(B) Barak river system :  The Barak River is one of the major rivers of South Assam and is a part of the Surma-Meghna River System. It rises in the hill country of Manipur State, where it is the biggest and the most important of the hill country rivers. After Manipur it flows through Mizoram State and into Assam, ending just after it enters Bangladesh where the Surma and Kushiyara rivers begin. In Assam, the Barak has a total length of 225 km and it drains the southern part of the state which includes the districts of Cachar, Karimganj, Hailakandi and the southern part of the Noprth Cachar Hills. The valley has a width of 25-30 km and it covers an area of 6962 sq. km accounting for about 9% of the total geographical area of the state. The plain, usually known as Cachar Plain is a narrow, and slopes gently to the west. Through the plain, the river flows sluggishly for a distance of 125 km and exhibits a highly meandering pattern. The important north bank tributaries of Barak river are Jiri, Siri, Madhura, Jatinga and Larang, while the important south bank tributaries include Sonai, Ghagra, katakhal, Dhaleswari, Singla and Longai.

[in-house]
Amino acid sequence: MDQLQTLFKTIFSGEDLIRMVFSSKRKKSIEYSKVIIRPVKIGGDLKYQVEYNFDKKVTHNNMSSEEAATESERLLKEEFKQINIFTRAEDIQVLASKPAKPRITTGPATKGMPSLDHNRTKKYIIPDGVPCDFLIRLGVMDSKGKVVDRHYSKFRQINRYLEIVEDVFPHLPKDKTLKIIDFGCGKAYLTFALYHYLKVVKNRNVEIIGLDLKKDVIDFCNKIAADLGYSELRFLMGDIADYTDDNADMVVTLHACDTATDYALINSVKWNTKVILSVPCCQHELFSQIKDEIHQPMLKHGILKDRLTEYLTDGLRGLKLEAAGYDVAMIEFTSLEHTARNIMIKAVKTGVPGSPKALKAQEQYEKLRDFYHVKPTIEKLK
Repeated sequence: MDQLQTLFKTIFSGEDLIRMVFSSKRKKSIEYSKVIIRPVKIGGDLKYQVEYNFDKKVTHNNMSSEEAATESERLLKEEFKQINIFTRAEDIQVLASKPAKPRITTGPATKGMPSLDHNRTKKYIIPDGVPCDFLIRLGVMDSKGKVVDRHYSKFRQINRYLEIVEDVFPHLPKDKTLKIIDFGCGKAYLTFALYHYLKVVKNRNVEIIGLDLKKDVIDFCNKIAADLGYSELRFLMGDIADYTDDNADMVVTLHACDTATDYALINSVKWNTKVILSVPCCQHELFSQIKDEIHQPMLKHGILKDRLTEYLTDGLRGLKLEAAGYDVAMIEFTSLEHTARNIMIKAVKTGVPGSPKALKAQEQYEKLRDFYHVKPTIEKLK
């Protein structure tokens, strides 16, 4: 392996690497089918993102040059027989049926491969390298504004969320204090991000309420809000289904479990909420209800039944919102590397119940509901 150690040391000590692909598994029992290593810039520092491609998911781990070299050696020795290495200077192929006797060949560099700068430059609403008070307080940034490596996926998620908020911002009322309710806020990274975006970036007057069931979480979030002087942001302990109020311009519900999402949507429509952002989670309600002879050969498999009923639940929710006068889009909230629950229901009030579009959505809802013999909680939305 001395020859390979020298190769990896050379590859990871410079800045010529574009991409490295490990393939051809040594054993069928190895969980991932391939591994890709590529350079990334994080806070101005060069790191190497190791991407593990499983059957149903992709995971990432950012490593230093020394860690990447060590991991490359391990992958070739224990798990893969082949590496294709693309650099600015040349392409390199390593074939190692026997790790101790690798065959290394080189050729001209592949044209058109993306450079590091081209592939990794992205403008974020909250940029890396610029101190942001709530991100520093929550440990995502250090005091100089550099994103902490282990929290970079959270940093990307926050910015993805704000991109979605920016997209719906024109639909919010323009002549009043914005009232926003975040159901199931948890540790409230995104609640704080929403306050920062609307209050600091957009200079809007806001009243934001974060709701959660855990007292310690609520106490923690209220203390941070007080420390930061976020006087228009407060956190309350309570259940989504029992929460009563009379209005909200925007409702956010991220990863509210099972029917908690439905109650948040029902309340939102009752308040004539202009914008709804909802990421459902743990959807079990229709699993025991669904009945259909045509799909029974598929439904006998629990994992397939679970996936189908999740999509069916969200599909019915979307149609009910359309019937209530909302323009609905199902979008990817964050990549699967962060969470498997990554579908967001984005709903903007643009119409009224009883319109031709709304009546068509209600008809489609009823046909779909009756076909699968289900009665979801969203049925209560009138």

The Barak valley has a geographical area of 6922.00 Sq. Km excluding 2(two) hill districts. The local rainfall run off of the valley along with that of adjacent hilly areas flows through river Barak and its various tributaries and is drained out to Bangladesh. The Katakhal, Jiri, Chiri, Modhura, Longai, Sonai, Rukni and Singla are the main tributaries of the valley. The tributaries are mainly rain fed and cause flood problems when precipitation occurs.  The Barak sub-basin drains areas in India, Bangladesh and Burma. The drainage area of the sut lying in India is 41723 which is nearly 1.38% of the total geographical area of the country. It is be on the north by the Barail range separating it from the Brahmaputra sub-basin, on the east by the Na Lushai hills and on the south and west by Bangladesh. The sub-basin lies in the States of Meghalaya. Manipur, Mizoram, Assam, Tripura and Nagaland.